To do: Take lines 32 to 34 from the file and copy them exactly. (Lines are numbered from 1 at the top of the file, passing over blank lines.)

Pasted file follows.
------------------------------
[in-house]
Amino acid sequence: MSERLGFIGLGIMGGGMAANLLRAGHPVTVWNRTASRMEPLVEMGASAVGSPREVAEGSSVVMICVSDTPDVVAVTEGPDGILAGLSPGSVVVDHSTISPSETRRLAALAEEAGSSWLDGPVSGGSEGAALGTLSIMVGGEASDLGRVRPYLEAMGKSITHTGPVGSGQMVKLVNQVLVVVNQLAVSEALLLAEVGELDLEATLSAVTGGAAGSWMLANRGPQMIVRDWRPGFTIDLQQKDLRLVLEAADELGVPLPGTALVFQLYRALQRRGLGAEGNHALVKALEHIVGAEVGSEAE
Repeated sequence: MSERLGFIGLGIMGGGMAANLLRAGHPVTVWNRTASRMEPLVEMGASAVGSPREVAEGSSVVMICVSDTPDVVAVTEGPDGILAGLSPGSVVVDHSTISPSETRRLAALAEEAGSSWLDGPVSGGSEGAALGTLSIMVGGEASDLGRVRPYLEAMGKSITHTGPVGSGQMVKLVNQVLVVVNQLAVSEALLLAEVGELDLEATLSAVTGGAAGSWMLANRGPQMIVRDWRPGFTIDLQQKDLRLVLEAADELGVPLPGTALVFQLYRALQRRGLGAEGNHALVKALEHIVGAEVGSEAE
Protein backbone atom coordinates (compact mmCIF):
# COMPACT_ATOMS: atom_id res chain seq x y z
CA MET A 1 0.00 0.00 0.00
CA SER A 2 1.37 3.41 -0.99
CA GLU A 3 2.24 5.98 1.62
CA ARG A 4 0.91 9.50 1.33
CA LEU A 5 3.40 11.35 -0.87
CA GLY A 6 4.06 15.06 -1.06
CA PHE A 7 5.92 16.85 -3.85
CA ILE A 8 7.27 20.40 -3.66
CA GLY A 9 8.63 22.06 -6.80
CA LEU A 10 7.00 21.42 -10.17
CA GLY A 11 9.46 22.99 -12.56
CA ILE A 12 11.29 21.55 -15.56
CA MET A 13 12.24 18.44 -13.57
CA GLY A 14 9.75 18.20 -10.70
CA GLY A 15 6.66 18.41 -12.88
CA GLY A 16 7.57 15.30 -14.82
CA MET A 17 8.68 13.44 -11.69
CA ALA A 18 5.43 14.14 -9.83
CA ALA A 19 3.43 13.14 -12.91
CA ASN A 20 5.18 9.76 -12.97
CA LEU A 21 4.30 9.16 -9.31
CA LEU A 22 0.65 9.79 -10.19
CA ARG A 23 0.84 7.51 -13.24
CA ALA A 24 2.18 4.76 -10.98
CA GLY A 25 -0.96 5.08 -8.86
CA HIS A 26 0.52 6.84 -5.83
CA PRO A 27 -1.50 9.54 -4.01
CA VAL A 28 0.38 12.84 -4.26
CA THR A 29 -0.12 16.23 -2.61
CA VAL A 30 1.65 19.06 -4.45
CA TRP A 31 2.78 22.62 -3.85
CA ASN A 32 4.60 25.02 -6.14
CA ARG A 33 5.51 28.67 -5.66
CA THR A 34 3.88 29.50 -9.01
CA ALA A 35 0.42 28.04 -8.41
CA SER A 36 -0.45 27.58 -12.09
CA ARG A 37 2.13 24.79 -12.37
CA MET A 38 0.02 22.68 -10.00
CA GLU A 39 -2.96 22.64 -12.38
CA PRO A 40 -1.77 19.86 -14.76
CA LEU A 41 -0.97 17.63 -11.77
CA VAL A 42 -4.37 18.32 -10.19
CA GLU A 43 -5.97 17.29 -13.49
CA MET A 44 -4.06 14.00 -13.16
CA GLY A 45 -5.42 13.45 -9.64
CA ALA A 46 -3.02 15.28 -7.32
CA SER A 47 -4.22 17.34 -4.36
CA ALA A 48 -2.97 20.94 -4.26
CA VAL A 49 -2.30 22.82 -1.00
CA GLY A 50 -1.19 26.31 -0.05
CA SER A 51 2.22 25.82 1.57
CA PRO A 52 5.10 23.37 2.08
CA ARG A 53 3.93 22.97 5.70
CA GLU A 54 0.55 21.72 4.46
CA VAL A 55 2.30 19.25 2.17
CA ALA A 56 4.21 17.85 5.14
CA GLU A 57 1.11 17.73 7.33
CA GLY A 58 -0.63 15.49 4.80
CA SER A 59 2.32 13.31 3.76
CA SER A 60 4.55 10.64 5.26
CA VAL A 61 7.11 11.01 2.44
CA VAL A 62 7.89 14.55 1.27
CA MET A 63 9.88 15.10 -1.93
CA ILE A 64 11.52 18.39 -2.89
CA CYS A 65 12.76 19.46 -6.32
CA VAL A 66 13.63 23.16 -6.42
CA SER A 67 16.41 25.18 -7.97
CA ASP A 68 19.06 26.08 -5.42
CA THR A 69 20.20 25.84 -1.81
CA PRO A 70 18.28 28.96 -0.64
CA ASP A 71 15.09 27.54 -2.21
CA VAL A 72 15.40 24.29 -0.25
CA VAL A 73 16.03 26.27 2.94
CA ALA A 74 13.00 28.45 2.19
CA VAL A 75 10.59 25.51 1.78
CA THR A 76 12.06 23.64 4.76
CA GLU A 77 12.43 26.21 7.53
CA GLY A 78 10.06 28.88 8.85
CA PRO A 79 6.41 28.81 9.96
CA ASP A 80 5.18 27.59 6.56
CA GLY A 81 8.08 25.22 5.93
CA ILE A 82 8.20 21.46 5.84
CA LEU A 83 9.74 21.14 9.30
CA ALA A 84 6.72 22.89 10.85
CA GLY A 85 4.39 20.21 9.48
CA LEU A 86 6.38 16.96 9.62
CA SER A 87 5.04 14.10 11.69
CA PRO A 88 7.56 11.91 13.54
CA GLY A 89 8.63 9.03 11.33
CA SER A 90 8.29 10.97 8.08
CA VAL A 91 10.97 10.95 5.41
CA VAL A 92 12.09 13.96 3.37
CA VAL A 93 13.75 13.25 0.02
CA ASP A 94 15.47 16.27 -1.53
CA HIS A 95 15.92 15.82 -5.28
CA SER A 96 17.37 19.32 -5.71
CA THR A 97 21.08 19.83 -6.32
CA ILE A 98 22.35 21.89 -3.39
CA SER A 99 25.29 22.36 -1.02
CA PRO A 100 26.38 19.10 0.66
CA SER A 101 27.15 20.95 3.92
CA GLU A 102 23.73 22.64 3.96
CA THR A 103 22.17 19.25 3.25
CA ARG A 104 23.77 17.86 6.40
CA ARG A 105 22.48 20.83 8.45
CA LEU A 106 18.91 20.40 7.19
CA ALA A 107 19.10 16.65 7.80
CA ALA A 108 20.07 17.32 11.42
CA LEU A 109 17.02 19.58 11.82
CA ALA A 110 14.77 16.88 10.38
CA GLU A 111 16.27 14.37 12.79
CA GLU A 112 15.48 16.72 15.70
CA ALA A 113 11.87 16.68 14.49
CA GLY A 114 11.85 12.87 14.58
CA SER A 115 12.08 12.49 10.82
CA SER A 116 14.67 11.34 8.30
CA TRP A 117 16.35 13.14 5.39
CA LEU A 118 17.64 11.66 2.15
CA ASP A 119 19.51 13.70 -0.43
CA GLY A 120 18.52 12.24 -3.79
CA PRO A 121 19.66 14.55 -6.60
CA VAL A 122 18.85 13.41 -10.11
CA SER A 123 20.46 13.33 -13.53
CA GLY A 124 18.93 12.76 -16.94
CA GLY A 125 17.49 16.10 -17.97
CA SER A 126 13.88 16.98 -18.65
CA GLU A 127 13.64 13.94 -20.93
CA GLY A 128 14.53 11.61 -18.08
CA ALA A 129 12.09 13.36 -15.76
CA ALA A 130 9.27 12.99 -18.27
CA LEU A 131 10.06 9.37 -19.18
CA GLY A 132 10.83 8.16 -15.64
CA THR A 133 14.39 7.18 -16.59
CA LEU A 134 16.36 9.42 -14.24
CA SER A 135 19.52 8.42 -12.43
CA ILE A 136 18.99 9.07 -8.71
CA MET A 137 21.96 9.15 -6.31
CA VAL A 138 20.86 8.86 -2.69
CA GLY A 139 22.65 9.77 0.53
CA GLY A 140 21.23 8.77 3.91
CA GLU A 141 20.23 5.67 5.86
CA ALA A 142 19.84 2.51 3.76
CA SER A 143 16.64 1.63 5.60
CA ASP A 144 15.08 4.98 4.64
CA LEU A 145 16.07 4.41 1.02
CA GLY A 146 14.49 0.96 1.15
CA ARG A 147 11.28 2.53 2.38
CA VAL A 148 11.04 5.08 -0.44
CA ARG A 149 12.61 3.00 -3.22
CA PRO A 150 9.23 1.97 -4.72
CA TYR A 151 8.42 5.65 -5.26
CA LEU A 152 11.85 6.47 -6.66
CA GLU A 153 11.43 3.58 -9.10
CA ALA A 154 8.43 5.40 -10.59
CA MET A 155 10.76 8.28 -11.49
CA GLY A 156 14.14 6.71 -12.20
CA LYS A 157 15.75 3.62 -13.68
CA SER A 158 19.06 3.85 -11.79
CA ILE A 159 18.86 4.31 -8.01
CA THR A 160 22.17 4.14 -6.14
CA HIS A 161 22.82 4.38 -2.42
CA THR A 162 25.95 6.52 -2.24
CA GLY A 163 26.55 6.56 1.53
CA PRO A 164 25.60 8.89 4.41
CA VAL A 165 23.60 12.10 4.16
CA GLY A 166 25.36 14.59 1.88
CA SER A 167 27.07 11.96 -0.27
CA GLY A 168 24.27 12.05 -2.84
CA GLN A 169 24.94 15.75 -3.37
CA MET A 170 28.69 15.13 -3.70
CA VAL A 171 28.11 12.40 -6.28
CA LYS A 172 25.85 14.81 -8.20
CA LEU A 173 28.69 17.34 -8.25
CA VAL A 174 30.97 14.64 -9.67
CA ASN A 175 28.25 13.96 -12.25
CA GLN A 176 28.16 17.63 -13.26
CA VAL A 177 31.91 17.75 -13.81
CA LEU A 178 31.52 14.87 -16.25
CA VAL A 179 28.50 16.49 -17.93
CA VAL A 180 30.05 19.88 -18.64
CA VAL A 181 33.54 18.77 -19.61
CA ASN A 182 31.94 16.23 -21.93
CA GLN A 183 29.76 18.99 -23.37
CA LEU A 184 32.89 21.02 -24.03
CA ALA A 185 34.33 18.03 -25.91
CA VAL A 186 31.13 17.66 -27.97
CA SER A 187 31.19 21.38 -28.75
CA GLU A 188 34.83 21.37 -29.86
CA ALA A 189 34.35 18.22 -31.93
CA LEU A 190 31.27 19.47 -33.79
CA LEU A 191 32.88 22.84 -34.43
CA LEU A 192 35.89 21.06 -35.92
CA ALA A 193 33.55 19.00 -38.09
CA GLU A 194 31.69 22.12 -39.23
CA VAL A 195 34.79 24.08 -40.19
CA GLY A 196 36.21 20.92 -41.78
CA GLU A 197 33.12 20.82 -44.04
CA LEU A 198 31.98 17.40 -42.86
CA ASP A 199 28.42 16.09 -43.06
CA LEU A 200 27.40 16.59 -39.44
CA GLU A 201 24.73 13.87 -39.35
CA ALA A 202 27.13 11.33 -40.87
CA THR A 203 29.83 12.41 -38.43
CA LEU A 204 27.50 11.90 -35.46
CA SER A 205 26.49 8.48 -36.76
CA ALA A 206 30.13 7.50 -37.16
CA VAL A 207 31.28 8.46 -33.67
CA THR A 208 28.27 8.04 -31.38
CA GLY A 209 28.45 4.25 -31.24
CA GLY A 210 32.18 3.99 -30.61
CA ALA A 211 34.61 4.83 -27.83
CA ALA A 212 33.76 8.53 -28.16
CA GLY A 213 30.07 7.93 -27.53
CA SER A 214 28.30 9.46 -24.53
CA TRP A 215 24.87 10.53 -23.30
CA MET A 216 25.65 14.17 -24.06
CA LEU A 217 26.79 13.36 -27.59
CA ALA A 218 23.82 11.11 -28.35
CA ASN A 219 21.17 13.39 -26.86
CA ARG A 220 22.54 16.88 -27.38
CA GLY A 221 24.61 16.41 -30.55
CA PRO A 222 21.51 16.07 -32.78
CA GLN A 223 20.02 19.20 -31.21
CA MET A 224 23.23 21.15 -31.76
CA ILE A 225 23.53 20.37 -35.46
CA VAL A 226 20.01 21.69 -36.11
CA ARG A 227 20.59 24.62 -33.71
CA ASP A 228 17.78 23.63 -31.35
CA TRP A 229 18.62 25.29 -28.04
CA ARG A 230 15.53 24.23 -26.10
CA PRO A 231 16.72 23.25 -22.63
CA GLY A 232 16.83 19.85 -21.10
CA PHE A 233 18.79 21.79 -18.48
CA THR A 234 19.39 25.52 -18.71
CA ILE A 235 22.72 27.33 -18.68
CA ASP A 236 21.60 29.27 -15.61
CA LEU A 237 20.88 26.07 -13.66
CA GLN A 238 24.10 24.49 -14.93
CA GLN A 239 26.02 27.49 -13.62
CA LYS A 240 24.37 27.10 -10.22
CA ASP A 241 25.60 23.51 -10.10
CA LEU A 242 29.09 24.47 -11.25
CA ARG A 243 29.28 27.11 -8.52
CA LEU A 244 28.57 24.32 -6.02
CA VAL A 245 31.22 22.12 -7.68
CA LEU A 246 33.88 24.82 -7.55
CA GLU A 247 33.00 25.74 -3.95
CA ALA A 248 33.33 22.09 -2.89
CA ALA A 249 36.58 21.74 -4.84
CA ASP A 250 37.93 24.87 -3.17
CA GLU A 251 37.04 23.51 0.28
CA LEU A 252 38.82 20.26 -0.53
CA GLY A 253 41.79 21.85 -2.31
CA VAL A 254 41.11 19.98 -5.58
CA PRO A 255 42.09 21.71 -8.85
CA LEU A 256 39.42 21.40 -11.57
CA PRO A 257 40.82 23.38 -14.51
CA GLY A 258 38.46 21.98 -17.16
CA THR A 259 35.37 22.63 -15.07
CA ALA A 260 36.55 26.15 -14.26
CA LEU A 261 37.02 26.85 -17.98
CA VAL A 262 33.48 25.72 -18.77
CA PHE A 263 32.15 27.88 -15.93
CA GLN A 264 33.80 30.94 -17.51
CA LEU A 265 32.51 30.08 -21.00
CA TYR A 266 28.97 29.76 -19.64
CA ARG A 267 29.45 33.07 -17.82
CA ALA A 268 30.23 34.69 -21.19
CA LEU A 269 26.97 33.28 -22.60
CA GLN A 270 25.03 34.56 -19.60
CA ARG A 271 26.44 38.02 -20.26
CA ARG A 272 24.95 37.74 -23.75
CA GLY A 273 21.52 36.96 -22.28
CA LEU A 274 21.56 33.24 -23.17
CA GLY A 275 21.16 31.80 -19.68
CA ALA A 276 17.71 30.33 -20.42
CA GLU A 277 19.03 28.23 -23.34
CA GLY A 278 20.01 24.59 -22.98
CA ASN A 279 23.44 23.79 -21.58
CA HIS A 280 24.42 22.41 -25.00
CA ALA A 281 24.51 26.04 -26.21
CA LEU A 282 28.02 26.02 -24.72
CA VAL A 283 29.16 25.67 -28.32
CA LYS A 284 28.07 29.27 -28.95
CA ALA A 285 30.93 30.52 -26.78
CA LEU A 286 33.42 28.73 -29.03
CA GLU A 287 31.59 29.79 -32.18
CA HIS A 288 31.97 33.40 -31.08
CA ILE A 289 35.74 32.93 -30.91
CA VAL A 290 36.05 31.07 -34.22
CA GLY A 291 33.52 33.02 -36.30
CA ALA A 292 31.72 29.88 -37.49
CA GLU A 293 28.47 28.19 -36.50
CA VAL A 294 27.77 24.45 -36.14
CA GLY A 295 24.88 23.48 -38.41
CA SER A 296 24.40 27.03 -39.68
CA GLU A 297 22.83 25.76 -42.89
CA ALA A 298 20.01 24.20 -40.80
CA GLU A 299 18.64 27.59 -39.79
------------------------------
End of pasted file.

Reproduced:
CA PRO A 27 -1.50 9.54 -4.01
CA VAL A 28 0.38 12.84 -4.26
CA THR A 29 -0.12 16.23 -2.61